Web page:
Saying that “marriage should be established only between a man and a woman” doesn’t itself mean a lot. It’s how the unmarried are treated (and especially the childless) that means everything.

Saturday, March 27, 2010

Marine Corps commandant says Marines would have single rooms if DADT is repealed!

Commandant of the Marine Corps James T. Conway said in an interview Friday that the Marine Corps might have to offer single rooms on post to soldiers to avoid their having to be roomed with gay servicemembers, if “don’t ask don’t tell” is repealed. That hardly makes sense when talking about sub marines, or combat conditions like those displayed in the film “The Hurt Locker”. It does re-echo Sam Nunn’s argument “they have no privacy because the don’t go home at night like you and I do” It’s a line of thinking that Charles Moskos, military sociologist and Northwestern University professor and co-author of DADT, has since dropped. The Washington Post story today is by Craig Whitlock, with link here, and title “Gay, straight Marines wouldn't share rooms with don't ask' repeal, general says”.

The interview was published here on military.com.

The Marine Corps takes ground (during the invasion of Iraq in 2003); the Army then holds and maintains it (as in “Green Zone”).

During the 1993 debate, the Marine Corps ironically didn’t want to allow heterosexually married men to enlist either. They didn’t want gays, and they didn’t want straights. I don’t think they wanted priests.

When I was in the Army, we had private rooms in our “eyebrow barracks” at Fort Eustis, Va. But there was always the threat of our “going back to the Bay” – a phrase that became a private joke on post. People who knew me in the Army and who find this blog posting will know what I’m talking about. (It meant KP, too).

Thursday, March 25, 2010

Gates puts in more safeguards in the procedures under "don't ask don't tell" while Congressional debate continues

From Bill on GLBT issues
Defense Secretary Robert Gates announced this morning (Thursday March 25) that he would put in more administrative safeguards in the discharge process for gays under “don’t ask don’t tell” while Congress debates the issue and considers repeal. The story on MSNBC is here. Each case will be reviewed by a larger number of field grade officers. Gates, a Republican (appointed by president George W. Bush and continuing in office under Obama), said that doing so was a matter of “common sense and common decency.”

Apparently Gates will focus particularly on "witch-hunt" situations where a servicemember is "outed" by a third party. His changes will not help someone like Dan Choi, who voluntarily outed himself.

The story was carried late Thursday morning on the NBC "Today" show extended.

Update: March 28

Time Magazine has an article by Mark Thompson "Enforcing 'Don't Ask, Don't Tell': Don't Bother", link here, indicating that Gates's actions will blunt some of the more vocal naysayers.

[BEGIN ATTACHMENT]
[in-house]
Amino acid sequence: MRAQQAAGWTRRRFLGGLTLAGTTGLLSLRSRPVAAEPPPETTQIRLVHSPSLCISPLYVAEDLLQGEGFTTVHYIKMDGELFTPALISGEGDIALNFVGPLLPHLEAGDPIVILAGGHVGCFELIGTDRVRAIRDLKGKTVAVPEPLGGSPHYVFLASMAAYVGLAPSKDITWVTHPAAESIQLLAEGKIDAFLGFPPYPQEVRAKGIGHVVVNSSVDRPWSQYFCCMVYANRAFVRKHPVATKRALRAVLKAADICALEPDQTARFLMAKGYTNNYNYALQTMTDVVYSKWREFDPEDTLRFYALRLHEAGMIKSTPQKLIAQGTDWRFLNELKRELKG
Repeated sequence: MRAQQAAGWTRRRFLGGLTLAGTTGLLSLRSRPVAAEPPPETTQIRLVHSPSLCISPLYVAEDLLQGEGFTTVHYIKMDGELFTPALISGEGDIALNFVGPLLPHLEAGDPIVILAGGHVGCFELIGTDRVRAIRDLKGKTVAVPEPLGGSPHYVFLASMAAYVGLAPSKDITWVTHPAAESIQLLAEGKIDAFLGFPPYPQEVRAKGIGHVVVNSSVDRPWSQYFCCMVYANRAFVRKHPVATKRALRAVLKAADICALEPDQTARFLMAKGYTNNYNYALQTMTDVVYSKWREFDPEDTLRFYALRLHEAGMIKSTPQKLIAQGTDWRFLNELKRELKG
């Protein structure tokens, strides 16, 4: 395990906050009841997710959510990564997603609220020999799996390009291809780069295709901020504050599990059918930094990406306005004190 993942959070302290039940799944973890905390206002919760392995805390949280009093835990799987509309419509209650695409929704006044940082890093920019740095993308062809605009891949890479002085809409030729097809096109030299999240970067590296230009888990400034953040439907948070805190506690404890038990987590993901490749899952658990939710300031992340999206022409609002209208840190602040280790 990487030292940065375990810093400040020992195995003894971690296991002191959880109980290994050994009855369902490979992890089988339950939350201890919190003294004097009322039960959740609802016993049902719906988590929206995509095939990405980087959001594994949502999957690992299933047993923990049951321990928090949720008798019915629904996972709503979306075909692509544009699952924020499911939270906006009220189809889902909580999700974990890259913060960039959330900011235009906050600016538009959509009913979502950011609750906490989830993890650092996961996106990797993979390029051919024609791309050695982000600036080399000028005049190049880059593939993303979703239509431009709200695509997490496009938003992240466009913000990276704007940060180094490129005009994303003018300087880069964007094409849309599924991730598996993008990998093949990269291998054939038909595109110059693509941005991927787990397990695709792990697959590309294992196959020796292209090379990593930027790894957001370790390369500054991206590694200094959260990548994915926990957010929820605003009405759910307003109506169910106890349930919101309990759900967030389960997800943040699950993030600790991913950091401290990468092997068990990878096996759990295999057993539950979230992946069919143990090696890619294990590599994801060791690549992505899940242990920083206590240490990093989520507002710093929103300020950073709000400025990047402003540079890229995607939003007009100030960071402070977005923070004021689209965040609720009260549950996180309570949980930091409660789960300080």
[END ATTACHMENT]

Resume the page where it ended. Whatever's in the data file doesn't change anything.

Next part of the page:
Saturday, March 20, 2010

SLDN holds 18th Annual Dinner, "Freedom to Serve", in Washington tonight

Servicemember’s Legal Defense Network held its “Freedom to Serve” 18th Annual Dinner tonight, March 20, at the National Building Museum in Washington DC.

The evening’s honoree with the Barry Winchell Courage Award is Lt. Col. Victor Fehrenbach, a 19 year combat veteran of the USAF.

The keynote speaker, closing the evening, was Congressman Patrick J. Murphy, who was the lead in introducing HR 1283, the Military Readiness Enhancement Act of 2009. Murphy is the first Iraq war veteran elected to Congress. He has also taught as an Associate Professor of Constitutional Law at the United States Military Academy at West Point.

Aubrey Sarvis, executive director of SLDN, spoke about the progress within the Senate Armed Services Committee, and that Lieberman’s bill could be voted out in May if there are enough votes. Supporters of overturning the ban will have to work hard to ensure the votes in both houses of Congress. There will be no “deem and pass.”

Thursday, March 18, 2010

DC has DADT demonstration today; Dan Choi arrested in front of White House

Both station WJLA (ABC) in Washington, and both Fox and CBS News report that Lt. Dam Choi was arrested today in a peaceful demonstration against “don’t ask don’t tell” where he chained himself to the White House fence. This is the first case I know of where a “litigant” against the DADT set himself or herself up to be arrested in a civilian protest.

The WJLA story is by Erin Gibson, with the title "Protesters Ask for End to Military's Policy on Homosexuality", link here.

The Fox news story is here and has the curious URL of “whitehouse.blogs” in front of the name, as if to mock the White House Blog!

There was a demonstration for repealing DADT Freedom Plaza on Pennsylvania Ave in Washington DC today. I hate to admit that I didn’t learn about it in time to go!

The CBS news story is here.